Final Closure on Problem
All need to know what I discovered regarding my DC WiFi Shutdown. Yes, it was a signal strength problem occurring at my home. I fixed it by installing a TP-Link N300 2.4 GHz WiFi repeater.
As to DC not switching back to the AP HotSpot Mode - - @Abhishek filled me in on a DC detail I must have missed so thought it might be useful to other Forum members:
"Netguard, the component that is responsible for switching back to AP mode on STA-association failure was disabled on the DC some time back.
"On CHIP, the reason netguard exists is that if STA-association fails, there is literally no way to correct it short of reflashing the CHIP (and losing all files in the bargain). The flip side to netguard is, at the most minor of wifi hiccups, it would switch to AP mode, and then people who access it remotely would lose access until they could physically approach it again.
"On DC, there are ways to get back to AP without having to reflash or lose files:
“Login over USB and do a config wipe. Remove the sdcard from the DC, put it into a PC (if it has an sd reader, else use a usb-sd adapter), and when you can view the sdcard files in file manager (you should see files with extensions like .ksop, .dtb, a file called zImage, etc). Just make an empty file right next to these files called “reformat_conf” (no extension). It doesn’t need to have any content either. Now eject the card, put it back into DC, boot, and the default AP should show up. Any downloaded files would not be lost.”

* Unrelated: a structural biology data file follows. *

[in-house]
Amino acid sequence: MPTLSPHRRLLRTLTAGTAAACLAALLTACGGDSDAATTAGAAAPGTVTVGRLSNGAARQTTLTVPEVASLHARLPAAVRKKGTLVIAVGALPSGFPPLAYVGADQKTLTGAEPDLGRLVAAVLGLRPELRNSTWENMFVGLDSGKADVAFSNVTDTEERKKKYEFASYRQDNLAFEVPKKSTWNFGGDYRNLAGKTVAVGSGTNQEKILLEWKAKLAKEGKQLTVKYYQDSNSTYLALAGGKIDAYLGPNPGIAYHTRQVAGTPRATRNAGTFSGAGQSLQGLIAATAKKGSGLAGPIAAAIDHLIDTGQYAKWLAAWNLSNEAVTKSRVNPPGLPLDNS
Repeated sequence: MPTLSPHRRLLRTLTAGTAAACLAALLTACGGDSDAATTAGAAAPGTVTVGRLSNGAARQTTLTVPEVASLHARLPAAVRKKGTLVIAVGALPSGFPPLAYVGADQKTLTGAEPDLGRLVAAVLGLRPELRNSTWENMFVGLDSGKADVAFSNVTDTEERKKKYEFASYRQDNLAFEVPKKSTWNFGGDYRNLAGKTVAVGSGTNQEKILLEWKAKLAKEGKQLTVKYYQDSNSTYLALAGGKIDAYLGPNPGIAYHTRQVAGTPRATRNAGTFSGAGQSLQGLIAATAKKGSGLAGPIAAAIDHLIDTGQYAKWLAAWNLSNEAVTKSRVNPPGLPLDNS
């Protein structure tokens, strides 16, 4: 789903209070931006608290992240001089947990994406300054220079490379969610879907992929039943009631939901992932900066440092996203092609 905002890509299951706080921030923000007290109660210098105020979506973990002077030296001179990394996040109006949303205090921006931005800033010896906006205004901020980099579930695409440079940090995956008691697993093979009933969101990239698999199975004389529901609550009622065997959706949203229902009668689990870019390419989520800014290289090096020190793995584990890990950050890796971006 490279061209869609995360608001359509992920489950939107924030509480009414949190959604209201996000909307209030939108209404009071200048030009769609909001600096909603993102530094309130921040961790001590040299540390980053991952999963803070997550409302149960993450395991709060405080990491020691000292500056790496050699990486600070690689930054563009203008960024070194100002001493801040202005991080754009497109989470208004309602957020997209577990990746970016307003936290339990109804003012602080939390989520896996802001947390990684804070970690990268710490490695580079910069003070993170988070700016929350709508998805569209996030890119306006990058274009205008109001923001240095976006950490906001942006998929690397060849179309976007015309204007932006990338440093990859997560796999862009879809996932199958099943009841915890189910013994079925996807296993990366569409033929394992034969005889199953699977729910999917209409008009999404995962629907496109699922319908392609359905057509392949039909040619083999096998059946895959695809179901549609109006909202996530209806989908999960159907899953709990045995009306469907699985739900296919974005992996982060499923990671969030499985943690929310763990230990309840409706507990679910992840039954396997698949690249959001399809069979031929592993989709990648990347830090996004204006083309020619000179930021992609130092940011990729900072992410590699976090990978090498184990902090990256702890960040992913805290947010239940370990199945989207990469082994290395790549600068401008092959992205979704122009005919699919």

From my experience in the field with DC, I would opt for restoring the AP Outernet HotSpot before leaving an active WiFi network so the next time I wanted to join a new network, I would have to go thru the Outernet HotSpot AP mode to load it. You just have to remember to do this, or you’ll be in big trouble Ken